Tito Jackson – Under Your Spell | Album Review

Tito Jackson  – Under Your Spell

Gulf Coast Records/Hillside Global GCRX9033

11 songs – 41 minutes


After striking gold and platinum with the Jackson 5, Tito Jackson makes his debut as a bluesman at age 67 with this star-laden disc. And for him, believe it or not, it’s a long-awaited return to his first love, the music that colored his world as a child.

Despite dozens of top-selling family albums from the ‘60s onward, this is just his second solo CD following Tito Time, a well-received 2016 R&B release. He’s been primarily working behind the scenes in the industry since he and his brothers went their separate ways in the late ‘80s, serving as a session guitarist, producer and devoting his energy to raising and managing his own musical brood, a trio of sons who hit soul gold in the 2010s as the group 3T.

The Jacksons’ parents, Joe and Katherine, were major blues lovers, too, and played it regularly at home. And Joe fronted his own blues band as a guitarist in Gary, Ind., in the early ‘50s before concentrating on his work in a steel mill before the family’s musical success. In the early years, the Jackson 5 regularly worked blues songs into their act, and Tito has considered himself to a blues artist for the better part of the past 30 years despite his other ventures.

One listen to this CD – which features guest appearances from Kenny Neal, Grady Champion, Joe Bonamassa, George Benson, Eddie Levert, Bobby Rush, Stevie Wonder, Steven Powell, members of the B.B. King Blues Band and B.B.’s daughter Claudette, too – and you’ll understand that he’s a man of his word.

Produced in partnership with Michael K. Jackson, the vocalist who worked as Kurt Jackson in the ‘90s R&B group, Portrait, this disc has the same slick production values folks know and love from the family brand, but the songs it contains are all unhurried, deep-in-the-pocket soul-blues that incorporate stylings of Chicago, Memphis and Mississippi into a seamless package.

Tito shines as both a vocalist and guitarist on this collection, which includes nine originals, a sensationally recrafted cover of one of B.B.’s biggest hits a new tune from Philly Sound founders Kenny Gamble and Leon Huff – possibly their first true blues song ever – and another from Kelvin “KT” Thomas and Rodney “Rocc” Thomas.

The lineup also includes Brandon Adams and Darrell Lavigne (keys), André Britten, Nathan Weber, Wilbert Crosby, Michael Lee and Tyree Neal (guitars), Terrell Griffin, Malcom Turner, Russell B. Jackson and Darnell Neal (bass), Michael Harris and Brandon Jackson (percussion), Jason Parfait, Ian Smith, James “Boogaloo” Bolden, Eric Demmer and Lamar Boulet (horns) and Swoop Brown, Shandra Dixon, Stephen “Ice Buck” Powell and Larry Bolden (backing vocals).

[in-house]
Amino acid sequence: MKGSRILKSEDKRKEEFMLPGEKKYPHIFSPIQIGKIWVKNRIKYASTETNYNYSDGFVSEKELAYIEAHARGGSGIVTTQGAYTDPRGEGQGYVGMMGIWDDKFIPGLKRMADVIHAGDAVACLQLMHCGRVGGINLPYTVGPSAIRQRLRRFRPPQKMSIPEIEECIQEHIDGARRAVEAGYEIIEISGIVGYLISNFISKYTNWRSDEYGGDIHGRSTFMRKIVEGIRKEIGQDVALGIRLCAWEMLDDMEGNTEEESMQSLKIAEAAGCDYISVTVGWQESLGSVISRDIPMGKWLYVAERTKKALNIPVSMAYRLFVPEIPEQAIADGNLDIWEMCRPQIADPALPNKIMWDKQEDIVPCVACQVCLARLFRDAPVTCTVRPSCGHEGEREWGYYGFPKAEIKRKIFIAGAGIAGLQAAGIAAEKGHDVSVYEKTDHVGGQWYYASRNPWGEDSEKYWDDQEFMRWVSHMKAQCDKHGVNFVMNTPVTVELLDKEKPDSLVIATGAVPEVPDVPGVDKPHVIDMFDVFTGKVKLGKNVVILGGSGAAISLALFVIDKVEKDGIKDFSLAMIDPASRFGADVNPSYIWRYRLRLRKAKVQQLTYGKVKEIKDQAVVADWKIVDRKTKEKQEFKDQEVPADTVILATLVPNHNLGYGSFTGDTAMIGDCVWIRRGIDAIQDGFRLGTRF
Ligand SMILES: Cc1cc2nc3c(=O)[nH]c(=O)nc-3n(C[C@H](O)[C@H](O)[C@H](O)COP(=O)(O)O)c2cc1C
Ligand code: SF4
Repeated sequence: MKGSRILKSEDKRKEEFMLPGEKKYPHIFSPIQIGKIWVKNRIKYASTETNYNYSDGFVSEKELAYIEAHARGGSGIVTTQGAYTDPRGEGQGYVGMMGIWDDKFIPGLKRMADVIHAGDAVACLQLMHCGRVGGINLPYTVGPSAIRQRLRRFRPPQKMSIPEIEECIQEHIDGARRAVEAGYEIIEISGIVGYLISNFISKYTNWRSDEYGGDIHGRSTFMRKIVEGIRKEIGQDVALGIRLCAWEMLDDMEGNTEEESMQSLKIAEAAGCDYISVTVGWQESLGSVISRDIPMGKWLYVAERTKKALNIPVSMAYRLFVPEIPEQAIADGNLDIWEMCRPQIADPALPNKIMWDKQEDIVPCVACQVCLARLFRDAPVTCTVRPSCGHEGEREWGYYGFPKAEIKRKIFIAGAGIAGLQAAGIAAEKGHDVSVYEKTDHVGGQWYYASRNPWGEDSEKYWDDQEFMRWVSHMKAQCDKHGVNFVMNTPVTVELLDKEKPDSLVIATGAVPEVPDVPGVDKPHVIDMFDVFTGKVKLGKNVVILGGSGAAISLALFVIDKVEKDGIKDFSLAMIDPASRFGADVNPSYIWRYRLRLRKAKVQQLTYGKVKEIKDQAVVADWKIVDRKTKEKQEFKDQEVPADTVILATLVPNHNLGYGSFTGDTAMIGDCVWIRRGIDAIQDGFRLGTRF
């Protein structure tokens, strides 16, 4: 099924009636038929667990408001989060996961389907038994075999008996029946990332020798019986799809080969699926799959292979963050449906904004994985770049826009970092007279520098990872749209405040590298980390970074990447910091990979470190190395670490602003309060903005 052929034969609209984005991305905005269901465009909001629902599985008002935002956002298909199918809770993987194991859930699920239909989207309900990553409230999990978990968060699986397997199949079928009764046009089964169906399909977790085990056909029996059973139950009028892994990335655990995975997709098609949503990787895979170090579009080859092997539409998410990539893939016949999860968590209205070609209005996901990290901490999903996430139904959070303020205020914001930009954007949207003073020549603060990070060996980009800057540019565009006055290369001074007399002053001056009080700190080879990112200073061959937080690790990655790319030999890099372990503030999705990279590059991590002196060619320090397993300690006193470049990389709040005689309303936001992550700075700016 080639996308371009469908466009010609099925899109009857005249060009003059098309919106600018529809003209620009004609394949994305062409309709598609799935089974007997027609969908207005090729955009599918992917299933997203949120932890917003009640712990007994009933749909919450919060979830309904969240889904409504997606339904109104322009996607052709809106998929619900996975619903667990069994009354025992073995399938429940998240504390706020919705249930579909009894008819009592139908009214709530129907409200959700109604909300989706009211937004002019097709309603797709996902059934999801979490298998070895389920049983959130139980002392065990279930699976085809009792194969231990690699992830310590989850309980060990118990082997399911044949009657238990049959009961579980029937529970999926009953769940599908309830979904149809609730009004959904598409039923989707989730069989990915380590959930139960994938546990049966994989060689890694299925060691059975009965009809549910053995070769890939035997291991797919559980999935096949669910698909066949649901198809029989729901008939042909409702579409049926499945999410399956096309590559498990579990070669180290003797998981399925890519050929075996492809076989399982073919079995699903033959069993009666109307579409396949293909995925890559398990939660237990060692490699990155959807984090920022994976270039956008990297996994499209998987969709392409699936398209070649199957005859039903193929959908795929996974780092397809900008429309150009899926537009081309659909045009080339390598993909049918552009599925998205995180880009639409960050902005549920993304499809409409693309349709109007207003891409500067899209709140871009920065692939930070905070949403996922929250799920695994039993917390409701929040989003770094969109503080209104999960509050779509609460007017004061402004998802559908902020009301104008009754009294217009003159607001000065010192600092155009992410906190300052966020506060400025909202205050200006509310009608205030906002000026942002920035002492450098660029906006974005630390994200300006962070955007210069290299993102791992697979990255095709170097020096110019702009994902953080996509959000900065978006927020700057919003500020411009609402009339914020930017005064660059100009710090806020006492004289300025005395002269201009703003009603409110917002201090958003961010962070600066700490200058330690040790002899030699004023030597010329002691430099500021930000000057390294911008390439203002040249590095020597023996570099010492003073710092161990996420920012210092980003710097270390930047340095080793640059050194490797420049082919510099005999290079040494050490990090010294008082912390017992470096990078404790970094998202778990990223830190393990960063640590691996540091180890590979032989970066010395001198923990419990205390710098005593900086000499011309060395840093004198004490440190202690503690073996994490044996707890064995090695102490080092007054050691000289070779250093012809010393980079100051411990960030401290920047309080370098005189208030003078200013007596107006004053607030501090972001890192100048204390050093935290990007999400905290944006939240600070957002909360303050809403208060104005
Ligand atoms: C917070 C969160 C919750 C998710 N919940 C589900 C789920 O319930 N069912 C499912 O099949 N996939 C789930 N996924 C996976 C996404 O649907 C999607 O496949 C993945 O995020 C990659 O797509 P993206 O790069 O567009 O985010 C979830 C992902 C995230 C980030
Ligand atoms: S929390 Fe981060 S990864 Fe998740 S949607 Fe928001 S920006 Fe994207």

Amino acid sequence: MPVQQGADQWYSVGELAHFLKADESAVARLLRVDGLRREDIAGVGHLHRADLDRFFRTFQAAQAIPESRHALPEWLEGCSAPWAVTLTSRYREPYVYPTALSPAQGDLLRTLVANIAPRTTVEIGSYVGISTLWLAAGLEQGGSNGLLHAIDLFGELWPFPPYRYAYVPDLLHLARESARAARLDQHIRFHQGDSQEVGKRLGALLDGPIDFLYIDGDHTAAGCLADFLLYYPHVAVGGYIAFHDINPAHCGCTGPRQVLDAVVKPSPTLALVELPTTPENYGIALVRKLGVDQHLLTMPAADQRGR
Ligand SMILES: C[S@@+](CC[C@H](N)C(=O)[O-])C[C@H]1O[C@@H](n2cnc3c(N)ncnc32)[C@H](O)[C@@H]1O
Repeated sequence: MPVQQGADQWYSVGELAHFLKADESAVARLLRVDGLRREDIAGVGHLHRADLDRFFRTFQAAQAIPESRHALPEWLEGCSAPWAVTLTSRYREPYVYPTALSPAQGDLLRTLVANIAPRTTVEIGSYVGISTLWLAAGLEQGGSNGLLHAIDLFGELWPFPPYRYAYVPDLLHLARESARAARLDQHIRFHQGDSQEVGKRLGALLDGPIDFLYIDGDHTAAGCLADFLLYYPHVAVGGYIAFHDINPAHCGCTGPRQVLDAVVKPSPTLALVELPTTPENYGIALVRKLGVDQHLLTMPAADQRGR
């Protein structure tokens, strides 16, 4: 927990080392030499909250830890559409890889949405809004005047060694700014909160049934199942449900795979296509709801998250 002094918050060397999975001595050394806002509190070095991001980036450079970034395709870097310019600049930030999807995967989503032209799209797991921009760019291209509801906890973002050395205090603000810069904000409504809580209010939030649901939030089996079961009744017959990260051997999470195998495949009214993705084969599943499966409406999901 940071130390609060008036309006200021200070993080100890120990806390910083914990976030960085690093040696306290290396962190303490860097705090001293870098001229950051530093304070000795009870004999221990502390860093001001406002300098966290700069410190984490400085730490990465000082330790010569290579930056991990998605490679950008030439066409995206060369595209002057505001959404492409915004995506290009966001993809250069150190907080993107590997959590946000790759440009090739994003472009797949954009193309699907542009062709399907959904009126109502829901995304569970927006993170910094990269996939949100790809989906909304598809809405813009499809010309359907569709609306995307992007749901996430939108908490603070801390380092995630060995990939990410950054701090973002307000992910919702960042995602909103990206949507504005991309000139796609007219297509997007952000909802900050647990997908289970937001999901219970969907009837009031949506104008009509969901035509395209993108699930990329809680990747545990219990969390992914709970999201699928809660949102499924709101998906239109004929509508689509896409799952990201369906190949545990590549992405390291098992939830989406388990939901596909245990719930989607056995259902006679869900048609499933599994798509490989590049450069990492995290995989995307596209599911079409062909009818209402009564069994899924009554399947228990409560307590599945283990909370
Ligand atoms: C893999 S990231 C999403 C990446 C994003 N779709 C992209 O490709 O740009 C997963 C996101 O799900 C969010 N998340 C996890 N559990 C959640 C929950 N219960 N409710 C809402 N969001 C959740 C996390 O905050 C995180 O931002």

The medium-paced shuffle, “Wheels Keep Turning,” opens the action with horn flourish and serves as Tito’s announcement that he’s come a long way to hook up with “someone like you” – and the blues, too, which he accents through a mid-tune six-string solo. A funky, easy-greasy groove drives home the need for peace and understanding in “Love One Another,” which was released early as a single with Wonder laying down a rock-steady harp run throughout as Tito, Kenny, brother Marlon and Bobby Rush take turns at the vocals.

The love song “I Like It” is up next with Tito telling a lady he likes that he needs “a little taste to get through” because he’s “way past overdue” – a message that continues in “Under Your Spell,” a funky blues that opens with a Bonamassa solo and is built to support a single, repeated vocal hook before yielding to “Dyin Over Here,” a classic soul-blues with romantic overtones that’s perfect for grinding on the dance floor.

The theme continues in the deep blues “Big Leg Woman,” which is aided by Parfait on sax as Jackson describes his desire for a lady who escaped his attention because of a hangover. Then the pace quickens a bit with “You’re Gonna Push Me too Far,” about a troublesome companion who ruins a vacation by complaining and flirting with another man.

“That Kind of Love” serves up a little Southern soul with Champion on harp before Tito joins forces with the King band, Benson and Lee to deliver a refreshing, jazzy arrangement of “Rock Me Baby” – on which Claudette steals the show with her vocals. Two more tunes – Gamble and Huff’s “All in the Family Blues,” a duet with Levert about working together in a family to overcome obstacles and succeed, and the aurally different “I Got Caught (Loving in a Dream),” which pays tribute to Johnnie Taylor and Muddy Waters as it describes the singer’s lady awaking from a reverie in which she saw him in the arms of another woman – bring the disk to a close.

Tito’s greatest desire is to bring his R&B/soul audience back to the blues, and Under Your Spell is a good bet to do it. Strongly recommended.

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